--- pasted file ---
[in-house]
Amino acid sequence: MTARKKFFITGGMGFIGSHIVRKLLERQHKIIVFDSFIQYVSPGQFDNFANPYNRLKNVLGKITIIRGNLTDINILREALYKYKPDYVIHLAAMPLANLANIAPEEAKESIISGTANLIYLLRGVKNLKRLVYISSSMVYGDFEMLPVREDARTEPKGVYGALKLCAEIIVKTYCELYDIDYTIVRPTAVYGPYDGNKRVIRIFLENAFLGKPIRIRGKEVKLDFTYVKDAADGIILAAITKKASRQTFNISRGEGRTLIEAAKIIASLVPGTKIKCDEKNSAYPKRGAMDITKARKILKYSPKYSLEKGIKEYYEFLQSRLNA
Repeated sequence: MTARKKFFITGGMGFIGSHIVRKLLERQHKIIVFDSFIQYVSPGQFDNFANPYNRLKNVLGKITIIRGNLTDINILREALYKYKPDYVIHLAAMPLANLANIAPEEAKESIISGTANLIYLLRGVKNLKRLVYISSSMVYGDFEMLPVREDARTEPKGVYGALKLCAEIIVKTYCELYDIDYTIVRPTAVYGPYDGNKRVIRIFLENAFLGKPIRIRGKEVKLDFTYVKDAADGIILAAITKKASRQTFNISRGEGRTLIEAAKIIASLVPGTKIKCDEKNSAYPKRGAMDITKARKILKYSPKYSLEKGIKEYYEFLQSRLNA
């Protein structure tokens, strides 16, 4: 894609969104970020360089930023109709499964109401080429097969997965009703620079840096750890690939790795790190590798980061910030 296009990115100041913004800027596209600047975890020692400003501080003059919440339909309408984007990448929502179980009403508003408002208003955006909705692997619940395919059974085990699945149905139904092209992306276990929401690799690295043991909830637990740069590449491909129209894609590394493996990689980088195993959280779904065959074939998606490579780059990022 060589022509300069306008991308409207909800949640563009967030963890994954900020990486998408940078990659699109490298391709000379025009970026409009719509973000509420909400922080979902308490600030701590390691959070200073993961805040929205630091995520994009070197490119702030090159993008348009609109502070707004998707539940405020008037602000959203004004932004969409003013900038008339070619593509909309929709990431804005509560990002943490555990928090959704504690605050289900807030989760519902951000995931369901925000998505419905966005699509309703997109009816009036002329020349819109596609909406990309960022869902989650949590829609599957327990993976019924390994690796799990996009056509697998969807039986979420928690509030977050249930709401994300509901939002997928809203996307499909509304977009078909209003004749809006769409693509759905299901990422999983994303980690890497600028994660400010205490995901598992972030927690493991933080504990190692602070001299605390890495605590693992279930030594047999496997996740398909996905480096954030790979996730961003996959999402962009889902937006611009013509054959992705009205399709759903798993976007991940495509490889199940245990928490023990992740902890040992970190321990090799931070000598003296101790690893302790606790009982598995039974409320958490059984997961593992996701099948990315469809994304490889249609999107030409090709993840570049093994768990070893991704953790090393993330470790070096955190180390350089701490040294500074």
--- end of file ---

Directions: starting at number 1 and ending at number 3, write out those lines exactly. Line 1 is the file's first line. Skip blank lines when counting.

[in-house]
Amino acid sequence: MTARKKFFITGGMGFIGSHIVRKLLERQHKIIVFDSFIQYVSPGQFDNFANPYNRLKNVLGKITIIRGNLTDINILREALYKYKPDYVIHLAAMPLANLANIAPEEAKESIISGTANLIYLLRGVKNLKRLVYISSSMVYGDFEMLPVREDARTEPKGVYGALKLCAEIIVKTYCELYDIDYTIVRPTAVYGPYDGNKRVIRIFLENAFLGKPIRIRGKEVKLDFTYVKDAADGIILAAITKKASRQTFNISRGEGRTLIEAAKIIASLVPGTKIKCDEKNSAYPKRGAMDITKARKILKYSPKYSLEKGIKEYYEFLQSRLNA
Repeated sequence: MTARKKFFITGGMGFIGSHIVRKLLERQHKIIVFDSFIQYVSPGQFDNFANPYNRLKNVLGKITIIRGNLTDINILREALYKYKPDYVIHLAAMPLANLANIAPEEAKESIISGTANLIYLLRGVKNLKRLVYISSSMVYGDFEMLPVREDARTEPKGVYGALKLCAEIIVKTYCELYDIDYTIVRPTAVYGPYDGNKRVIRIFLENAFLGKPIRIRGKEVKLDFTYVKDAADGIILAAITKKASRQTFNISRGEGRTLIEAAKIIASLVPGTKIKCDEKNSAYPKRGAMDITKARKILKYSPKYSLEKGIKEYYEFLQSRLNA